April 1989
Volume 30, Issue 4
Free
Articles  |   April 1989
Effect of traction on the vasculature of chorioallantoic membranes of chick embryos.
Author Affiliations
  • H Yamashita
    Department of Ophthalmology, University of Tokyo, School of Medicine, Japan.
  • S Hori
    Department of Ophthalmology, University of Tokyo, School of Medicine, Japan.
  • T Yamamoto
    Department of Ophthalmology, University of Tokyo, School of Medicine, Japan.
Investigative Ophthalmology & Visual Science April 1989, Vol.30, 778-782. doi:
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      H Yamashita, S Hori, T Yamamoto; Effect of traction on the vasculature of chorioallantoic membranes of chick embryos.. Invest. Ophthalmol. Vis. Sci. 1989;30(4):778-782.

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      © ARVO (1962-2015); The Authors (2016-present)

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Abstract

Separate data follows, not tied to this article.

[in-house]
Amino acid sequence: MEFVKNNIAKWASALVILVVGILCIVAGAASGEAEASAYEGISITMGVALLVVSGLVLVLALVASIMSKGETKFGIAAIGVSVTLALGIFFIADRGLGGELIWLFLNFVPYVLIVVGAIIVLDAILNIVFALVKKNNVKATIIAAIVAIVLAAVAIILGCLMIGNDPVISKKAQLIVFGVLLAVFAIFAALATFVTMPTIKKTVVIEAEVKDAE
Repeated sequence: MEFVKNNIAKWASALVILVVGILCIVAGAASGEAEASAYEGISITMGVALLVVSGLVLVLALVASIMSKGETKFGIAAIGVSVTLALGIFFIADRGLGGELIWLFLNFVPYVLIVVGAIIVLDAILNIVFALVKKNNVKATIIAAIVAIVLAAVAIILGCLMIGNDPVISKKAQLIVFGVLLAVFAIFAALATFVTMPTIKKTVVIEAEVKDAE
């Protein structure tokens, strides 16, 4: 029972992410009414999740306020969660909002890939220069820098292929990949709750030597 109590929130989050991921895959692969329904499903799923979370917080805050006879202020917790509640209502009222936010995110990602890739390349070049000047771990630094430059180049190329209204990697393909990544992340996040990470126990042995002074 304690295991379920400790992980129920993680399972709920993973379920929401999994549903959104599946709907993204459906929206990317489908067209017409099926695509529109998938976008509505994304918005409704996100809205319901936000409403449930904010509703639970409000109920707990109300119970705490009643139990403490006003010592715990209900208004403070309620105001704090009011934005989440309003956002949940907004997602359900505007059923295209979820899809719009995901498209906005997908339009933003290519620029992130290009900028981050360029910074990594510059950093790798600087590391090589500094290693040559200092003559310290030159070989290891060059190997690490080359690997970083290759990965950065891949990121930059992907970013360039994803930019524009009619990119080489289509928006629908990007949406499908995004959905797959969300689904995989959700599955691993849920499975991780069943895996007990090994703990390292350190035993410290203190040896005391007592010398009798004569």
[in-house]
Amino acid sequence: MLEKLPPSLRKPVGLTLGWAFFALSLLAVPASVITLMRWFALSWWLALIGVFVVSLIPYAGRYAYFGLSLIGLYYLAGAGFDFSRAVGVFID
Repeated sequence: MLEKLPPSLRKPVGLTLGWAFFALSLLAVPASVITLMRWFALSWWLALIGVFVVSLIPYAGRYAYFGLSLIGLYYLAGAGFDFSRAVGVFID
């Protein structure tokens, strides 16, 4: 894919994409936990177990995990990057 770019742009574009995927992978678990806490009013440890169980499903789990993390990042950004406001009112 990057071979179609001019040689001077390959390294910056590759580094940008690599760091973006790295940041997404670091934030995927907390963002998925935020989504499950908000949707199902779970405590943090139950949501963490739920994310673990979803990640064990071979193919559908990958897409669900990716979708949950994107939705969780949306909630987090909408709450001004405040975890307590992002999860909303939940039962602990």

In order to investigate the effect of traction of the vasculature on induction or acceleration of neovascularization, the chorioallantoic membranes (CAMs) of the developing chick embryo were placed under tension with 10-0 nylon sutures and subsequently examined histologically. In the initial phase of the study, CAMs from 6- to 8-day-old chick embryos were placed under traction and sampled serially. The cell proliferation and migration from the ectoderm to the mesoderm were observed from half a day to 3 days after the initiation of traction, and increase in the density of the mesodermal vessels was initially observed after 3 days. In the second study, CAMs from embryos at each age from 7 to 16 days were placed under traction and sampled after 1 day. As the CAMs developed, the ectodermal cell proliferation and migration decreased. This may be related with the increase of desmosomes among the ectodermal cells during the CAM development. The above results suggest that traction can induce the changes of the vasculature, and the effect of traction varies with the development of CAMs.

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